Halitosis is a Latin word deriving from halitus (breathed air) and osis (pathologic alteration), therefore, halitosis is an unpleasant alteration of the halitus.1 It is a very unpleasant symptom, frequently causing social restriction and decreasing quality of life.

There are many causes of halitosis but most of them are related to the oral cavity (90%), while others are related to otolaryngology and respiratory diseases (8%). Gastrointestinal diseases, liver/renal impairment and other metabolic syndromes are minor causes (2%).2 The presence of halitosis may indicate the existence of some medical diseases which require diagnosis and treatment.2,3,4,5,6

Chronic caseous tonsillitis (CCT) is frequently correlated to halitosis and is also a common disease. Palatine tonsils contain crypts (Fig. 1) that may retain exfoliated epithelium cells, keratin debris and foreign particles, forming a tonsillolith.7 Therefore, palatine tonsils are the most suitable sites for the activity of anaerobic bacteria in the upper airway system.8

Figure 1
figure 1

Schematic of a tonsil crypt

CCT symptoms are generally retention of a tonsillolith, throat irritation, sensation of foreign bodies and halitosis, which can all be very disabling for the patient. Halitosis is present in about 77% of patients with CCT.9 CCT can occur in either men or women at any age and in all kinds of tonsils.9 When clinical treatment with topical antiseptics and oral antibiotics does not bring relief, surgical excision of the tonsils is indicated.10,11 Recently, a less invasive therapy, tonsillary cryptolysis using a CO2 laser, has been proposed. The utilisation of CO2 laser ablation can reduce crypt depth and decrease the retention of a tonsillolith, preserving the immunological function of the tonsils. This treatment is virtually painless, well tolerated and can be performed in an office setting under topical anaesthesia, permitting the patient to immediately return to their activities.8,9,12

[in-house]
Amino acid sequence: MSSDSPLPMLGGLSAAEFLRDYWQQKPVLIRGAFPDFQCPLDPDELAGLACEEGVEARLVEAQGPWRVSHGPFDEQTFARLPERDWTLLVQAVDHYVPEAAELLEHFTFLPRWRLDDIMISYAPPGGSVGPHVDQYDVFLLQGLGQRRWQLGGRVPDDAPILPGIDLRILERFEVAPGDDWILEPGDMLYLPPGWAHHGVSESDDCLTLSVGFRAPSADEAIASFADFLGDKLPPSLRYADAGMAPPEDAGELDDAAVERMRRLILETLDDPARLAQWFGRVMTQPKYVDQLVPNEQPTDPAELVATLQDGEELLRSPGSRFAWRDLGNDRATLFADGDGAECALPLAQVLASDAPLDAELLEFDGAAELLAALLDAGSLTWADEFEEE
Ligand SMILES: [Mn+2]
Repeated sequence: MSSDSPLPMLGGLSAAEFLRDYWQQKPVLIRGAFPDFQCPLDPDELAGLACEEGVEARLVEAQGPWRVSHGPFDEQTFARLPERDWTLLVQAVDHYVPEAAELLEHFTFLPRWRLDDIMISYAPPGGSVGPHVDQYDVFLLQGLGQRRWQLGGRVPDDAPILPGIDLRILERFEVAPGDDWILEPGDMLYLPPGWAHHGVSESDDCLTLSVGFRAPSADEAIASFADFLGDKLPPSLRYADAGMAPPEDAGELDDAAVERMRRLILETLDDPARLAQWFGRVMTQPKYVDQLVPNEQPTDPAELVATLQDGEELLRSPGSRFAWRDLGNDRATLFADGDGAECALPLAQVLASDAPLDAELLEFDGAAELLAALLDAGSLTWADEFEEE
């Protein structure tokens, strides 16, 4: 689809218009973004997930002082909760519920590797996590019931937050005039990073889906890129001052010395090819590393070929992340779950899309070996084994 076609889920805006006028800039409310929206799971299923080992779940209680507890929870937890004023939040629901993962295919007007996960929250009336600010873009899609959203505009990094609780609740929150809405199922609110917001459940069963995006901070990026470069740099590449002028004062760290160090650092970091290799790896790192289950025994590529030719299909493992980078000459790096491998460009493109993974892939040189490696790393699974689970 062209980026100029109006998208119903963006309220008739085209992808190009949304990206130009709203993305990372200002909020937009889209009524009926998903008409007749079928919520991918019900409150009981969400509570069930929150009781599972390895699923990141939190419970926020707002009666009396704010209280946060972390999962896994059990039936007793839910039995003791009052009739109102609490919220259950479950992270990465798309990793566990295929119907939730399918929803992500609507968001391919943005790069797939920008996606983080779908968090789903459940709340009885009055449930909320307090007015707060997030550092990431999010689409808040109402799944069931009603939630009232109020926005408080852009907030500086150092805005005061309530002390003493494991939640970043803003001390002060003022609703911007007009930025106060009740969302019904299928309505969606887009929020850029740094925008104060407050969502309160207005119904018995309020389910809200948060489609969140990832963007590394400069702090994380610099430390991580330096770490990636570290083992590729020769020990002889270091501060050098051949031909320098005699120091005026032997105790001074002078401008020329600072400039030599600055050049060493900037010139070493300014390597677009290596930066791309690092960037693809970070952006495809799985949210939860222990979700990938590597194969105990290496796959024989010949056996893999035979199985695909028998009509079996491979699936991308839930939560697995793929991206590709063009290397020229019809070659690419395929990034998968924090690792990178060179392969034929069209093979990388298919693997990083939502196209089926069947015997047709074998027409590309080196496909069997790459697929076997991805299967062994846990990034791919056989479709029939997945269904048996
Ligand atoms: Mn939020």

The Interscan Halimeter® is one of the most common devices used to perform volatile sulphur compound (VSC) halitometry. It contains an electrochemical voltammetric sensor, which generates a signal when exposed to sulphur compounds, and a digital display which records the quantity of VSC present in expired air in parts per billion (ppb). Hydrogen sulfide, methylmercaptans and dimethylsulfide are substances that have an offensive odour and are mainly responsible for breath malodour.5,13,14,15 The halimeter allows an objective measurement of halitosis. Other subjective methods such as organoleptic tests depend on olfaction examination accuracy, which may change due to influenza, environment humidity, etc. An objective measurement of VSC is important for the diagnosis, treatment and follow-up of halitosis.16

The main causes of halitosis among CCT patients are related to decomposition of organic material such as food debris and putrefaction of amino acids by anaerobic proteolytic bacteria that increase the production of VSC in the tonsillary crypts. Clinically, these patients often describe worse halitosis symptoms when they expel a tonsillolith, but this has not yet been objectively documented.16 Also, the VSC halitometry profile among CCT patients has not yet been described and this is important, since halitosis is very common in these patients. The correlation between VSC halitometry, which is an objective measurement, and the presence of a tonsillolith has not been described. This correlation could be useful in predicting the source of halitosis and may help health professionals in relation to diagnosis and successful treatment.